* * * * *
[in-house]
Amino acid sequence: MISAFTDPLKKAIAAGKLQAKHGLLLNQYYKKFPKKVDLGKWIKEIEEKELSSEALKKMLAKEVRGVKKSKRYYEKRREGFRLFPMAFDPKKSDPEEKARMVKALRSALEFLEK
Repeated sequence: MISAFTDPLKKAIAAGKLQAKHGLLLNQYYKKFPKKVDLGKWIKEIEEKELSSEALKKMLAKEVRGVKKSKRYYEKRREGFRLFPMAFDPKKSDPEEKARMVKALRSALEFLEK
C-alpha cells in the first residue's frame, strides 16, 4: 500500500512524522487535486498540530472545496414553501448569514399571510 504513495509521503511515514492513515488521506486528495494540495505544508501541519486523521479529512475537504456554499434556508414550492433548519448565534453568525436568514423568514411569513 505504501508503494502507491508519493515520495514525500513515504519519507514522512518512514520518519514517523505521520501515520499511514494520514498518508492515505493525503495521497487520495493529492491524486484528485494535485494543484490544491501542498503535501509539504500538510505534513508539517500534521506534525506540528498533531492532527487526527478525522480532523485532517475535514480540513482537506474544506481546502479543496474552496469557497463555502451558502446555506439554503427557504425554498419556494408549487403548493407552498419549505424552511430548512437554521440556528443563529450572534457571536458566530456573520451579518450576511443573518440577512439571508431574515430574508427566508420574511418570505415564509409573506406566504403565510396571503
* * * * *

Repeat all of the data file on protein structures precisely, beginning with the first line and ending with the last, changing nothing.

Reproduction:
[in-house]
Amino acid sequence: MISAFTDPLKKAIAAGKLQAKHGLLLNQYYKKFPKKVDLGKWIKEIEEKELSSEALKKMLAKEVRGVKKSKRYYEKRREGFRLFPMAFDPKKSDPEEKARMVKALRSALEFLEK
Repeated sequence: MISAFTDPLKKAIAAGKLQAKHGLLLNQYYKKFPKKVDLGKWIKEIEEKELSSEALKKMLAKEVRGVKKSKRYYEKRREGFRLFPMAFDPKKSDPEEKARMVKALRSALEFLEK
C-alpha cells in the first residue's frame, strides 16, 4: 500500500512524522487535486498540530472545496414553501448569514399571510 504513495509521503511515514492513515488521506486528495494540495505544508501541519486523521479529512475537504456554499434556508414550492433548519448565534453568525436568514423568514411569513 505504501508503494502507491508519493515520495514525500513515504519519507514522512518512514520518519514517523505521520501515520499511514494520514498518508492515505493525503495521497487520495493529492491524486484528485494535485494543484490544491501542498503535501509539504500538510505534513508539517500534521506534525506540528498533531492532527487526527478525522480532523485532517475535514480540513482537506474544506481546502479543496474552496469557497463555502451558502446555506439554503427557504425554498419556494408549487403548493407552498419549505424552511430548512437554521440556528443563529450572534457571536458566530456573520451579518450576511443573518440577512439571508431574515430574508427566508420574511418570505415564509409573506406566504403565510396571503